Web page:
By Jay Garner, CEcD, President, Garner Economics LLC
Much is changing in the food and beverage (F&B) processing sector. Yet, much has stayed the same from previous years. What’s changing and why? First, consumer preferences always dictate how food manufacturers create new products, which often times results in new production facilities, or at the very least, a shift in production lines (which is a significant equipment expense). And with millennials and Generation Z consumers driving much of the product changes, expect even more product evolution for healthier, better-for-you foods.
But first, let’s go through the numbers. Nearly two million people across the United States work in the F&B sectors, according to the Bureau of Labor Statistics. Combined from both sectors (food processing and beverage processing), there are about 43,000 companies that are defined as F&B facilities in the United States (this does not include cold storage establishments). California leads the way with nearly 6,500 facilities employing more than 220,000 workers, followed by New York, Texas, Illinois, Florida, Washington, Pennsylvania, Oregon, New Jersey and Michigan rounding out the top 10. Growth in the F&B sector is rising more rapidly in beverages, but with continued changes to a healthier diet, evidence is pointing to new growth in the food sector.
What’s Not Changed?
- Food safety is of paramount importance to the health of consumers, and the financial health of F&B companies. The Food Safety Modernization Act (FSMA) was signed into law in 2011 and gives the FDA authority to regulate the way foods are grown, harvested and processed. The law grants the FDA a number of new powers, including mandatory recall authority. The law was prompted after many reported incidents of foodborne illnesses during the first decade of the 2000’s and was largely crafted by members of the Grocery Manufacturers Association. Tainted food has cost the food industry billions of dollars in recalls, lost sales and legal expenses.
- Health and wellness foods. Though this trend began in the first part of the 2000’s, it continues to transform and evolve—significantly. Though all age demographics are causing this, including an aging baby boomer population that is health conscious, the millennial and Generation Z age groups are driving the push. Companies like Hershey and General Foods have announced plans to expand their portfolios to appeal to younger consumers who want healthier snacks. Probiotics are attractive to food companies and are making their way into a variety of foods, not just yogurt. Again, not new since the trend has been around for at least 10 years, but clearly adapting and evolving.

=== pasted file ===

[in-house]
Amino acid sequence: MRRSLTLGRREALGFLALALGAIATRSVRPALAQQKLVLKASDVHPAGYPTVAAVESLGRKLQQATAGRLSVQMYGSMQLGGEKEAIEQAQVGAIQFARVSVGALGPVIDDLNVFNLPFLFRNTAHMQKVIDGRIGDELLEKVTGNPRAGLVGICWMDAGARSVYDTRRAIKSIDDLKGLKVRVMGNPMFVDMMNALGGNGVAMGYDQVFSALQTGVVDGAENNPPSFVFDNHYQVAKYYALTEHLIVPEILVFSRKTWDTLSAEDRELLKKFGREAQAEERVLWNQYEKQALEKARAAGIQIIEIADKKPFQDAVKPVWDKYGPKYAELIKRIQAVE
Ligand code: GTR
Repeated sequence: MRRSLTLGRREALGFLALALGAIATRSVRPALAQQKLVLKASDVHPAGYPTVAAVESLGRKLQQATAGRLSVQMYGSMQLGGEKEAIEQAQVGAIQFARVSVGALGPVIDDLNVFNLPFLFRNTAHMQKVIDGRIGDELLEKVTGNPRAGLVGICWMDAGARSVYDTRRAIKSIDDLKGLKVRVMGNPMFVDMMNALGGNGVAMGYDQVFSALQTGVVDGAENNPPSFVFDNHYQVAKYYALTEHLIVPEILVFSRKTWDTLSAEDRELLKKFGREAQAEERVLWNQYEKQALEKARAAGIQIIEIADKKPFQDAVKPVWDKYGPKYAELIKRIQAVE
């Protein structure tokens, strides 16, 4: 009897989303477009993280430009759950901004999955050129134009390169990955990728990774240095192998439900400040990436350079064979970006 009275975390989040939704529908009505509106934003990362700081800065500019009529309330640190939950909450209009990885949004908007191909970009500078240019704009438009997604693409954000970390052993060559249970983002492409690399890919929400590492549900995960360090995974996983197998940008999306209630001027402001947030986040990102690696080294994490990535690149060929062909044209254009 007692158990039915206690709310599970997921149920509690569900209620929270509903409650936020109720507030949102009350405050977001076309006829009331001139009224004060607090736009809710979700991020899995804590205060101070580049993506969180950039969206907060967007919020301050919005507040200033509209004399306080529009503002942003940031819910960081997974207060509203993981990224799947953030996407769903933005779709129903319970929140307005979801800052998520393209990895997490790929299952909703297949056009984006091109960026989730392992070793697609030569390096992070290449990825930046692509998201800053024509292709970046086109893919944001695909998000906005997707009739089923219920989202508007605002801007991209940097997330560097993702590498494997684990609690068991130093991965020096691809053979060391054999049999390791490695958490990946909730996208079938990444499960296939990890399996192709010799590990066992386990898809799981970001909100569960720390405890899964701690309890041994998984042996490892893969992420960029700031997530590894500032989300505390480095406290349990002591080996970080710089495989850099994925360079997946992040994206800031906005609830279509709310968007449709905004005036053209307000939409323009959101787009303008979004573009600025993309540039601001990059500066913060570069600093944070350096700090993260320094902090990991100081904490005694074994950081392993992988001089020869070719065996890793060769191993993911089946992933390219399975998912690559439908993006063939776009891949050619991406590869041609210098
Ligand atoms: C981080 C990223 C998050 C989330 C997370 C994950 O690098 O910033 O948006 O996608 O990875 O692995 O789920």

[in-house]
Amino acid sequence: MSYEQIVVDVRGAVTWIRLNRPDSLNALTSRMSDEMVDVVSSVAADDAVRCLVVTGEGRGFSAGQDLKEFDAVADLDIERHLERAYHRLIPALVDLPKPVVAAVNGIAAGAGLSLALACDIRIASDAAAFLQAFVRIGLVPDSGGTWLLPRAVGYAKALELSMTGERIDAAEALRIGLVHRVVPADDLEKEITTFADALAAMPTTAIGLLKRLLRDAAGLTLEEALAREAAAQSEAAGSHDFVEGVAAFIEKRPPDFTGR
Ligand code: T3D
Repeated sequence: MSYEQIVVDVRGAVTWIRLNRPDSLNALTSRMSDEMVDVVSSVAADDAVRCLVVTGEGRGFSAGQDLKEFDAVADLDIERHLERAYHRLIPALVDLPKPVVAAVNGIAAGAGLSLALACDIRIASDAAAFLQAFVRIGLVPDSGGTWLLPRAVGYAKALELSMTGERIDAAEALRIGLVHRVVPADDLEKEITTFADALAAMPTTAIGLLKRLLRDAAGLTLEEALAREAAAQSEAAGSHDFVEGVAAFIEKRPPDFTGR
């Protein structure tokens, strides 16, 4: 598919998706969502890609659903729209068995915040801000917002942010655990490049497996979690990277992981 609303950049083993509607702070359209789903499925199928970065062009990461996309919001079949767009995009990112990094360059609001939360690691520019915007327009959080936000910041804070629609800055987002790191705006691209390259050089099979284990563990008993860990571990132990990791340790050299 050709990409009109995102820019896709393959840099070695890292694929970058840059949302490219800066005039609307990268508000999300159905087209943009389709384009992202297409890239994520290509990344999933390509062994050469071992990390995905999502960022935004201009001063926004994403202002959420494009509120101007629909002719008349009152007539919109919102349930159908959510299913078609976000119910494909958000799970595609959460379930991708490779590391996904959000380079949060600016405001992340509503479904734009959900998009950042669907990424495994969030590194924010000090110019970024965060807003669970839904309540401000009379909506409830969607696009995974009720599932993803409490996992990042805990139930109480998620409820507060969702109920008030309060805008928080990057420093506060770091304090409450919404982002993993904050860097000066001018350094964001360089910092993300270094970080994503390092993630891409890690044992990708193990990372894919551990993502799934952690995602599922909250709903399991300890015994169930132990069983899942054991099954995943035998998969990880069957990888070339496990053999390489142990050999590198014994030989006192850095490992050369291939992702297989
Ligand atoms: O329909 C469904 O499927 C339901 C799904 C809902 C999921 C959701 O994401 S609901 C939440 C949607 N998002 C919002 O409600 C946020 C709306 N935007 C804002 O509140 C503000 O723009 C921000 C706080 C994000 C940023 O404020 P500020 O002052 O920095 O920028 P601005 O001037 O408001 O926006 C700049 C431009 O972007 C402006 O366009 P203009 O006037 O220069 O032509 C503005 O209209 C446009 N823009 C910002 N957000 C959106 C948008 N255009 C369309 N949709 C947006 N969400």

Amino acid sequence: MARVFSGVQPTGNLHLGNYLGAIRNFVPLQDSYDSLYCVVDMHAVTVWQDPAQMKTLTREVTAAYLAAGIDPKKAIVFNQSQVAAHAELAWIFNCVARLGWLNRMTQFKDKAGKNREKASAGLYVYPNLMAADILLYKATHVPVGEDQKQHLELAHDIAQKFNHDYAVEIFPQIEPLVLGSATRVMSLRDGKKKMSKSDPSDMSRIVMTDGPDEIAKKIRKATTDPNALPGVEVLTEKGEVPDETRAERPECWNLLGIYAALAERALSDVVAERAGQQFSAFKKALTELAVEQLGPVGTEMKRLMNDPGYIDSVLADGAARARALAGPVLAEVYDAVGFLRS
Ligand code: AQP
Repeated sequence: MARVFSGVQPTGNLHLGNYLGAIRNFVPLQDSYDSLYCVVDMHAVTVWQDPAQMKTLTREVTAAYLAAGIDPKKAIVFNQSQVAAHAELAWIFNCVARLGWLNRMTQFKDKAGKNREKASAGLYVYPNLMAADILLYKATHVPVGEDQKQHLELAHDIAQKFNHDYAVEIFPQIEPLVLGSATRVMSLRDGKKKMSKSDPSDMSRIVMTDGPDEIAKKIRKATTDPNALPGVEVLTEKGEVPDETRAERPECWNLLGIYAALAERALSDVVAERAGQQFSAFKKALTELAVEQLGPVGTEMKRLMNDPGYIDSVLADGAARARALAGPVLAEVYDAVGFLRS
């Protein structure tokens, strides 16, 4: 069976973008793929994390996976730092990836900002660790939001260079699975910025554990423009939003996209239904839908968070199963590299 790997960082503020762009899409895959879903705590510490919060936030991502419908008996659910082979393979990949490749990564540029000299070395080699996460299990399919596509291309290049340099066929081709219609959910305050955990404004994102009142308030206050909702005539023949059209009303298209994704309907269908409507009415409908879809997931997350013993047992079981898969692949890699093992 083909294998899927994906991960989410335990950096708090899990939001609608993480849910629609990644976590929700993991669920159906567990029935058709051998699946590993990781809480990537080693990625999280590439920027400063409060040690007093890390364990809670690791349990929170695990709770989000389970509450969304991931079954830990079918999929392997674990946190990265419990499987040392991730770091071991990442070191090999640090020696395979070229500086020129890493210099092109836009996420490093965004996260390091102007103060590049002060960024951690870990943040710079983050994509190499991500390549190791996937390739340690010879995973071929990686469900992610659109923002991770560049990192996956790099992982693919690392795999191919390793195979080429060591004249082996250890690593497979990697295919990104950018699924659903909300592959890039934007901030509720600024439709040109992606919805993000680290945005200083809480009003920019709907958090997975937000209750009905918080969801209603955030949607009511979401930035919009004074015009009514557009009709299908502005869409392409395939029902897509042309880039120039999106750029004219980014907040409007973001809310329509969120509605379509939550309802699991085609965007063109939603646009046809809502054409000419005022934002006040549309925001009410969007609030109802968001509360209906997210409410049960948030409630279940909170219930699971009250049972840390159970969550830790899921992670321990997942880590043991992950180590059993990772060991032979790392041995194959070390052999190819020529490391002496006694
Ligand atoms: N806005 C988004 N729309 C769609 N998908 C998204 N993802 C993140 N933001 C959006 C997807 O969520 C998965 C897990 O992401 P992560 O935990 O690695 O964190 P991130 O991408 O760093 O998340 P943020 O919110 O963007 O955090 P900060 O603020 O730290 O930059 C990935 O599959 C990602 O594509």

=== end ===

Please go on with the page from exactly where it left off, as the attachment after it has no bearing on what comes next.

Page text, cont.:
- Beverages. Sugar is the devil and conventional sugar soft drinks have been on a downward spiral with sales for several years. There is an increased and still growing demand for energy drinks and beverages infused with nutraceuticals, e.g. vitamin water, green teas and fruit drinks. This has an impact on product lines and beverage processing facilities as companies either re-tool the lines or build new facilities.
- Sustainability first got its legs in the 1990’s with environmental activists as a way for the populous to understand how what we eat, how it’s grown and packaged, have an effect on the environment. Over time and through significant media attention sustainability has garnered over the years, shoppers have been willing to pay more for sustainable practices as a way to feel they are helping the environment. Many large F&B companies, including Walmart, have announced sustainability efforts from processing to packaging. Compostable packaging is getting more shelf space, which means that this packaging subsector offers promise for economic development practitioners looking for new target industry opportunities.
What’s New or on the Horizon?
- Cannabis. Yes, weed. The Farm Bill of 2018 legalizes the cultivation of hemp, a plant in the cannabis family. Derivatives of hemp such as CBD (cannabinoid), is known as an aid for relaxation, anxiety and pain. It is no longer illegal, but the FDA still prohibits food and beverage products with CBD ingredients from crossing state lines. As soon as that prohibition ends, and it will eventually, there will be a rush for companies to incorporate ingredients of CBD into food products. Marijuana is now legal in 33 states and the District of Columbia. Industry watchers and government lobbyists believe it will receive full federal legalization by 2021. That also depends on elections.
- Mergers and acquisitions (M&A) are new and old. During the Great Recession of 2009, many mid to small sized F&B companies were bought out by larger companies, or they went out of business. With the hot economy we are now experiencing, M&A activity is at a feverish pace. Companies like Conagra, General Mills, Campbell Soup, Coca-Cola, and Nutella have all made recent acquisitions. Those that were sold or acquired include Blue Buffalo Pet Foods, Pinnacle Foods, Snyders/Lance, Costa Coffee, and on and on. These acquisitions may mean that new product lines are being considered and new locations. Any time there is an M&A, it opens the possible door for a new location for an F&B facility. Economic developers, take note!